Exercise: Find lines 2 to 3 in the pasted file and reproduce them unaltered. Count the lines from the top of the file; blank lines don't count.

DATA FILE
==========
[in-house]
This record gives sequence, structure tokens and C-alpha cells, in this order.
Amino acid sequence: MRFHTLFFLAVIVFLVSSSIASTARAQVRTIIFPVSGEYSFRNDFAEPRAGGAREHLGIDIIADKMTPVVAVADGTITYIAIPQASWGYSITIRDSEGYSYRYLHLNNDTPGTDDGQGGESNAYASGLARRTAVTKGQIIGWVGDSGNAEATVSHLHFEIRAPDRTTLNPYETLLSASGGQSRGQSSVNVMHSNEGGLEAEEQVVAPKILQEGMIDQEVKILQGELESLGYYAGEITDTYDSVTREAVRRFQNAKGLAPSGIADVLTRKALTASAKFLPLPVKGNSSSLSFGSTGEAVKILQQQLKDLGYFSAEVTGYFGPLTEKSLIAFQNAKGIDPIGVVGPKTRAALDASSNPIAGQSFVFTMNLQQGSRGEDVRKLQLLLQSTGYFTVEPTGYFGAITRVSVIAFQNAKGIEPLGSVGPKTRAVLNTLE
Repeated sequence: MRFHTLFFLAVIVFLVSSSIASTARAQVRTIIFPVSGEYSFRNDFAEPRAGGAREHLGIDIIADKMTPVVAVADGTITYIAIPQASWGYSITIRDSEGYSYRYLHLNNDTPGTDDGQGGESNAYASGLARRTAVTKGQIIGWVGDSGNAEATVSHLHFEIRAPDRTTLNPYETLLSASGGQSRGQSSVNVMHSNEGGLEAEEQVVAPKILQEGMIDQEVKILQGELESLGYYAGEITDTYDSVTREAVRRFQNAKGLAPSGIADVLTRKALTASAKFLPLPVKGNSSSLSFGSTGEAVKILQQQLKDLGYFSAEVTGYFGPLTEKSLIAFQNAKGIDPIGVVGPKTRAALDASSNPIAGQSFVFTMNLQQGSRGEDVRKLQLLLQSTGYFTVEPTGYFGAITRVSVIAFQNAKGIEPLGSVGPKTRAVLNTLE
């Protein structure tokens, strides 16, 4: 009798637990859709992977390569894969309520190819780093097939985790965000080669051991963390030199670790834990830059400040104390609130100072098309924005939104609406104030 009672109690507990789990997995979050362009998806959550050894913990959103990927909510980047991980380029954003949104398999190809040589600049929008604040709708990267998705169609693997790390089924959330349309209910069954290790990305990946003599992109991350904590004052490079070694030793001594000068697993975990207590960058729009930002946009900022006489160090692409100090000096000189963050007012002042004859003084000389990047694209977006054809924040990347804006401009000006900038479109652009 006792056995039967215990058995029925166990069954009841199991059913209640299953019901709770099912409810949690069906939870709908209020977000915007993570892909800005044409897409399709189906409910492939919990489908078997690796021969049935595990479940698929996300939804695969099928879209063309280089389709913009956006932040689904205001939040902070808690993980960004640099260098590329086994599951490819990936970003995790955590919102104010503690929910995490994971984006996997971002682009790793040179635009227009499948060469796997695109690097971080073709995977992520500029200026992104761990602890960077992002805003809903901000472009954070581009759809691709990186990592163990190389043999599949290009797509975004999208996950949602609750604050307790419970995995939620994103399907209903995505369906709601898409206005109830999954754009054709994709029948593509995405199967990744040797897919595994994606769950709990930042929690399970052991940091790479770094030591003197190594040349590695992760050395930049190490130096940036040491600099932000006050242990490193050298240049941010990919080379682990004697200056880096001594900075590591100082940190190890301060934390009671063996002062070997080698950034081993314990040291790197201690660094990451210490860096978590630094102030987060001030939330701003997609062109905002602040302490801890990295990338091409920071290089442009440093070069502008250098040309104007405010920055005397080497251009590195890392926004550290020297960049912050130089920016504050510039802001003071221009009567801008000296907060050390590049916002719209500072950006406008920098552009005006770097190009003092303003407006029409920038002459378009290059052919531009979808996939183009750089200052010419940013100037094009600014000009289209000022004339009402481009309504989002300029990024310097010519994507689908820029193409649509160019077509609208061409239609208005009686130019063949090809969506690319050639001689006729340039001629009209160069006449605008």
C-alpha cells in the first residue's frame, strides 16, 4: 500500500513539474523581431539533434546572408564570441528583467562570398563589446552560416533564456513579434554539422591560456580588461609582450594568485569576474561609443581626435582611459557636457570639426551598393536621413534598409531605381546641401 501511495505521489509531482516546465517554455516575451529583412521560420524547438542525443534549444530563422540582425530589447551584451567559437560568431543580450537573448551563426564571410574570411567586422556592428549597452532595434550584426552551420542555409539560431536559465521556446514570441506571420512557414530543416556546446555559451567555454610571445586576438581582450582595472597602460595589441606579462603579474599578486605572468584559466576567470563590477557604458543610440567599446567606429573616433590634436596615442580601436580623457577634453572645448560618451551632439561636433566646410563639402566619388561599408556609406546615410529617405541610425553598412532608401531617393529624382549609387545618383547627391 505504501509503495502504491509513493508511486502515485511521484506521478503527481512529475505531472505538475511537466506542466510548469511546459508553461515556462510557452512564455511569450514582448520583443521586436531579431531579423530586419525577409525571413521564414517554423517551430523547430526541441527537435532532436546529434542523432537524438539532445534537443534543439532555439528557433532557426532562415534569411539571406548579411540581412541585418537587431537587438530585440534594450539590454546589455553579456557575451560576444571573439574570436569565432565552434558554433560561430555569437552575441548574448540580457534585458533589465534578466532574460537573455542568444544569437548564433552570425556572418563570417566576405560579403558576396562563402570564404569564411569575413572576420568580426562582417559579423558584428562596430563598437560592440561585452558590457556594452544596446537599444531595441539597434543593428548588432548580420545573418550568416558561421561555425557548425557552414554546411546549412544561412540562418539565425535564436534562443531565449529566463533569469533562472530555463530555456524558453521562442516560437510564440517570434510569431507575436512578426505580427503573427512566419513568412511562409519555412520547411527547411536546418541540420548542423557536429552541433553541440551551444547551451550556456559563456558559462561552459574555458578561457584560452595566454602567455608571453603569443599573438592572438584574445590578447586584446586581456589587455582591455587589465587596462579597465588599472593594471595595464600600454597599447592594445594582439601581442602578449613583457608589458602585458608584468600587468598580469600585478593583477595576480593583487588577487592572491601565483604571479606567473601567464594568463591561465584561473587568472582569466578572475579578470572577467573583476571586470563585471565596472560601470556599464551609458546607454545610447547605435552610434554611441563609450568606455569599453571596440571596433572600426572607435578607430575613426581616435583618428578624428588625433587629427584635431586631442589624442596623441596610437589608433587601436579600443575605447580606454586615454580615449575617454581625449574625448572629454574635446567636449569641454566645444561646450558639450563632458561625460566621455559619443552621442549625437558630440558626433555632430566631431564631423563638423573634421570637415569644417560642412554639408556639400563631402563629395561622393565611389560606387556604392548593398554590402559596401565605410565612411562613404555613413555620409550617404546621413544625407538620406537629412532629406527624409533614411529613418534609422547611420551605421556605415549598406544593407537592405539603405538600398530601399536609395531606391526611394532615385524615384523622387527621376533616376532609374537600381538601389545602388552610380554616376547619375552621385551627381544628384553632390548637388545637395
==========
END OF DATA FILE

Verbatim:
This record gives sequence, structure tokens and C-alpha cells, in this order.
Amino acid sequence: MRFHTLFFLAVIVFLVSSSIASTARAQVRTIIFPVSGEYSFRNDFAEPRAGGAREHLGIDIIADKMTPVVAVADGTITYIAIPQASWGYSITIRDSEGYSYRYLHLNNDTPGTDDGQGGESNAYASGLARRTAVTKGQIIGWVGDSGNAEATVSHLHFEIRAPDRTTLNPYETLLSASGGQSRGQSSVNVMHSNEGGLEAEEQVVAPKILQEGMIDQEVKILQGELESLGYYAGEITDTYDSVTREAVRRFQNAKGLAPSGIADVLTRKALTASAKFLPLPVKGNSSSLSFGSTGEAVKILQQQLKDLGYFSAEVTGYFGPLTEKSLIAFQNAKGIDPIGVVGPKTRAALDASSNPIAGQSFVFTMNLQQGSRGEDVRKLQLLLQSTGYFTVEPTGYFGAITRVSVIAFQNAKGIEPLGSVGPKTRAVLNTLE